A young friend of mine was very excited to be admitted into a labor union recently. Someone I know had taken him under his wing and successfully helped him complete one of the union’s training programs.
The excitement he exuded when he visited my home was warranted. The union he had joined was the International Union of Operating Engineers (IYOE), and, in our area, its members earned an average of $40 per hour or $85,000 per year. It’s not an insufficient salary for a recent graduate.
Not only do operating engineers make good salaries, but they also get great benefits. Three to four years of apprenticeship is an excellent investment for someone willing to work hard, make a good living and retire comfortably. Not enough young people understand the opportunities offered in jobs like this.
What is also true is that my friend’s union membership also made him a Wall Street investor. Few people understand that Wall Street investors are not always wealthy people who own private jets and yachts and vacation in exotic places. Ordinary everyday people with regular jobs like union members who pay dues, employees with 401K and 403B accounts, parents with 529 college savings plans, and many other categories of our workforce are all investors in stocks and bonds.
This means my friend has something in common with the very wealthy families whose personal fortunes are invested in equity markets.
Someone asked me why we should spend time begging corporations to give us a “seat at their tables.” The job of the corporate director is to represent the interest of the investors and stockholders. Once we realize that many of us are, in fact, stockholders in major companies through the various funds to which we contribute, we will recognize that we deserve to sit in the boardroom because it is “our” table, not “their” table.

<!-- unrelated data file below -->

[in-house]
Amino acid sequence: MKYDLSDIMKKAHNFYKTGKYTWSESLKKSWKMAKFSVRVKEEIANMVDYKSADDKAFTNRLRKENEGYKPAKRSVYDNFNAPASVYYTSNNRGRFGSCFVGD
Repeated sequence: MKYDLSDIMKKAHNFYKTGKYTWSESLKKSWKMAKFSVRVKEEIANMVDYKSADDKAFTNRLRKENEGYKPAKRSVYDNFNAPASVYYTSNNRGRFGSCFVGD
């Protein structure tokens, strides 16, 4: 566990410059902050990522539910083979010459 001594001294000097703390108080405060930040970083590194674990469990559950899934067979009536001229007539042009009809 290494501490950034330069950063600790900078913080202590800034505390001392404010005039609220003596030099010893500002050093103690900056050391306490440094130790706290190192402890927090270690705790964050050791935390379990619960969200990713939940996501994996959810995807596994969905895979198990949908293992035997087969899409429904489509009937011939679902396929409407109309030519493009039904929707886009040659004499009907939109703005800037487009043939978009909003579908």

We are significant contributors to corporate successes through our purchases and consumer activities. When a particular community or demographic makes up the portion of revenue that equals the margin of profit enjoyed by any company, it is incumbent upon such a company to treat that community or demographic as a business partner rather than a helpless victim.
I am delighted that I learned these facts years ago. Now, when I train professionals for board service, I am not just preparing people to beg for favors; I am gearing them up to enter boardrooms that already belong to them.
If you’re interested in learning more, I am holding a free LIVE Masterclass on Saturday, August 14th at 1 pm ET/10 am PT, on How To Become a Corporate Director. SIGN UP HERE.